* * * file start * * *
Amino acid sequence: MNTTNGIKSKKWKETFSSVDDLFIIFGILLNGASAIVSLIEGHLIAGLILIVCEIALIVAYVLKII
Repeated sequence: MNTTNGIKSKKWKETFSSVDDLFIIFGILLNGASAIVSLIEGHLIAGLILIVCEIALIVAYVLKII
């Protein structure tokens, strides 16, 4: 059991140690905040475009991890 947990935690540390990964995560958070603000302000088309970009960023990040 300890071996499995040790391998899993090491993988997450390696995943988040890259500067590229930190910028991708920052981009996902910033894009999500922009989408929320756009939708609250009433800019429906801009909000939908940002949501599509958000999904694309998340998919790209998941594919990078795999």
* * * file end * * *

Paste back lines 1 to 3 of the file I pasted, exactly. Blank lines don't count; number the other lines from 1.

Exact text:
Amino acid sequence: MNTTNGIKSKKWKETFSSVDDLFIIFGILLNGASAIVSLIEGHLIAGLILIVCEIALIVAYVLKII
Repeated sequence: MNTTNGIKSKKWKETFSSVDDLFIIFGILLNGASAIVSLIEGHLIAGLILIVCEIALIVAYVLKII
């Protein structure tokens, strides 16, 4: 059991140690905040475009991890 947990935690540390990964995560958070603000302000088309970009960023990040 300890071996499995040790391998899993090491993988997450390696995943988040890259500067590229930190910028991708920052981009996902910033894009999500922009989408929320756009939708609250009433800019429906801009909000939908940002949501599509958000999904694309998340998919790209998941594919990078795999």